The grounds for setting aside a judgment for a statutory debt based on a filed adjudication certificate are limited.[7] Despite being an administrative decision made under an enactment, an adjudication determination is not reviewable pursuant to Part 3 of the Judicial Review Act 1991 (Qld) (JR Act) and cannot otherwise be ‘challenged’.[8]
  6. [14]
    Relief in the nature of a prerogative order under Part 5 JR Act is discouraged as incompatible with the objects of the Payments Act which itself provides the most appropriate remedy in s 100.[9]
  7. [15]
    However, on rare occasions, determinations have been declared void for jurisdictional error or fundamental defect e.g. where the error causes the adjudicator to identify a wrong issue, to ask the wrong question, ignore relevant material, to rely on irrelevant material or, at least in some circumstances to make an erroneous finding or reach a mistaken conclusion contrary to irresistible contrary inferences or compelling logic.[10]
  8. [16]
    It is usually sufficient to avoid invalidity if an adjudicator either considers only the matters mentioned in s 26(2) Payments Act in deciding an adjudication application or bona fide addresses them.[11]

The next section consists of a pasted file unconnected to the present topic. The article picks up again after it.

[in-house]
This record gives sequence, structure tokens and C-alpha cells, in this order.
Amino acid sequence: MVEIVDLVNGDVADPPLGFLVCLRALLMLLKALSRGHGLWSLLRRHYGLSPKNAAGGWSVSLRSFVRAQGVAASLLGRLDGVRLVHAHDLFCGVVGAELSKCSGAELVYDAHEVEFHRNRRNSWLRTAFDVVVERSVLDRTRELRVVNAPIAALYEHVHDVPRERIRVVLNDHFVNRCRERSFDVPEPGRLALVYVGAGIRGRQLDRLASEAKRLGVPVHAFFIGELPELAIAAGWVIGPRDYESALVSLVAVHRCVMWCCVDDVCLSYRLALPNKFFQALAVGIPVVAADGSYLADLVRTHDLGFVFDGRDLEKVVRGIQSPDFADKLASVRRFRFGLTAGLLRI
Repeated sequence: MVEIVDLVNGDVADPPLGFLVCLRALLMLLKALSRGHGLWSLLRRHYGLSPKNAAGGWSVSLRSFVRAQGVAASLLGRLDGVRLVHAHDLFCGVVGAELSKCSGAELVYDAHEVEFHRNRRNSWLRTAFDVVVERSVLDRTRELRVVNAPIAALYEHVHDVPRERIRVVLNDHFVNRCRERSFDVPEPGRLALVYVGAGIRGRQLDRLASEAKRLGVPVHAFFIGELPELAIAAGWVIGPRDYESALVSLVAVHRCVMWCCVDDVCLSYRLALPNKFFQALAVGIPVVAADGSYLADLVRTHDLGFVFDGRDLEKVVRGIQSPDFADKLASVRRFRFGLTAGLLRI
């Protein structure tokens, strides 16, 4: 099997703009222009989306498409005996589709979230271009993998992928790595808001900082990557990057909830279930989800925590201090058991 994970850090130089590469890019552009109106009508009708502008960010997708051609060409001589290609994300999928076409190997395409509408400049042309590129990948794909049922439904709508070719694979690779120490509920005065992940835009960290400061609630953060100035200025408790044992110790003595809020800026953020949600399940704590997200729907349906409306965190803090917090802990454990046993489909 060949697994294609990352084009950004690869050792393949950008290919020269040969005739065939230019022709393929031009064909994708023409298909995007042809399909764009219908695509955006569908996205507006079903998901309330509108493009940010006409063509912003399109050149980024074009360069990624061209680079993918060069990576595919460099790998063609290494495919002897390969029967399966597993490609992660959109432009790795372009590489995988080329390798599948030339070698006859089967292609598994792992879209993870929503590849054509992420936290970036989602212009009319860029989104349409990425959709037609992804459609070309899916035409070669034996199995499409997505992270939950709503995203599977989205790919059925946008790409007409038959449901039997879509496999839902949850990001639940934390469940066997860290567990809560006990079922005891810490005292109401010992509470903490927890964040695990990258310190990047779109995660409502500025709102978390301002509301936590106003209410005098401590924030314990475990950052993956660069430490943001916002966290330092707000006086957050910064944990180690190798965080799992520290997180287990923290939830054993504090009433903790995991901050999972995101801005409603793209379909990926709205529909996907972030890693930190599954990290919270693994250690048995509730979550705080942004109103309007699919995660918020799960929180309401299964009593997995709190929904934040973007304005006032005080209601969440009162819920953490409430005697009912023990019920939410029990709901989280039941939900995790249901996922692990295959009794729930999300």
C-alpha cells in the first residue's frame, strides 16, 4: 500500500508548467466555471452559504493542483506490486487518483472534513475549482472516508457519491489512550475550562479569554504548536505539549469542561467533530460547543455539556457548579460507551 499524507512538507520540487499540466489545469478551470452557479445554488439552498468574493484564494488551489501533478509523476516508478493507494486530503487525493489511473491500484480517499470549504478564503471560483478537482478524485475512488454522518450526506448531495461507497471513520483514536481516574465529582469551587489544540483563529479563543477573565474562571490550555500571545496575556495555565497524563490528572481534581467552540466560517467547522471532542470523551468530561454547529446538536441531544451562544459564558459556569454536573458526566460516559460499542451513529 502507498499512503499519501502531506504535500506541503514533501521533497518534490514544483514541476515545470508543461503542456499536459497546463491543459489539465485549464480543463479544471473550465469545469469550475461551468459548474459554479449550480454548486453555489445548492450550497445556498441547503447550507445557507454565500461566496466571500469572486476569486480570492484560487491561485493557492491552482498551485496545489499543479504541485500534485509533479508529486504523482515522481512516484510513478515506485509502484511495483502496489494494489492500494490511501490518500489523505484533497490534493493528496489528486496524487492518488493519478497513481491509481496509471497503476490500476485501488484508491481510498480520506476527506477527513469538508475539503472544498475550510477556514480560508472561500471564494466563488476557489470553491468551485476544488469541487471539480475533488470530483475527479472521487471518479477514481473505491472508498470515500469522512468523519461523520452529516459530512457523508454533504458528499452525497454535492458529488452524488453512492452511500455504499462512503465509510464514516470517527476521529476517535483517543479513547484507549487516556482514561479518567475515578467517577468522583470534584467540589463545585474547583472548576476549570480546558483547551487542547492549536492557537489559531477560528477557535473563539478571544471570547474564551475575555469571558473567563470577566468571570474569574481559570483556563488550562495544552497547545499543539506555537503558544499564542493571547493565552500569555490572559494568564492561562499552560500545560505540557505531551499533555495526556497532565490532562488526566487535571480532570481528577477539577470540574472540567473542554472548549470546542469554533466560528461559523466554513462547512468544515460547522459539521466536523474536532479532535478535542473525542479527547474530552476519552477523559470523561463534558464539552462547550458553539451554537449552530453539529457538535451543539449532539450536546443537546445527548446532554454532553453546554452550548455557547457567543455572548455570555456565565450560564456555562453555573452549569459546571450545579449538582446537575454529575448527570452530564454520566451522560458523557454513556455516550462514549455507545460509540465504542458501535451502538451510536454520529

9. [17]
    As a consequence of the adjudicated amount not being paid by Bridgeport within time, V&ME filed an adjudication certificate as an enforceable judgement for a debt in the Supreme Court. The respondent consulted lawyers for Bridgeport. He later threatened, but did not ever move to, overturn the adjudication determination and the judgment based on it.
  10. [18]
    Bridgeport did, however, issue a Supreme Court claim against V&ME for $1.5m. V&ME counterclaimed $2.8m. The matter was ultimately transferred to the abeyance list unresolved because neither side actively progressed it to trial.
  11. [19]
    V&ME then applied to wind up Bridgeport in reliance on the unpaid balance of the adjudicated amount, which had been reduced to $424,000 in the meantime via enforcement proceedings. This put the respondent at risk of being declared an excluded person and losing his building licence. However, the winding up application lapsed unheard; probably because of the grounds in which Bridgeport opposed it.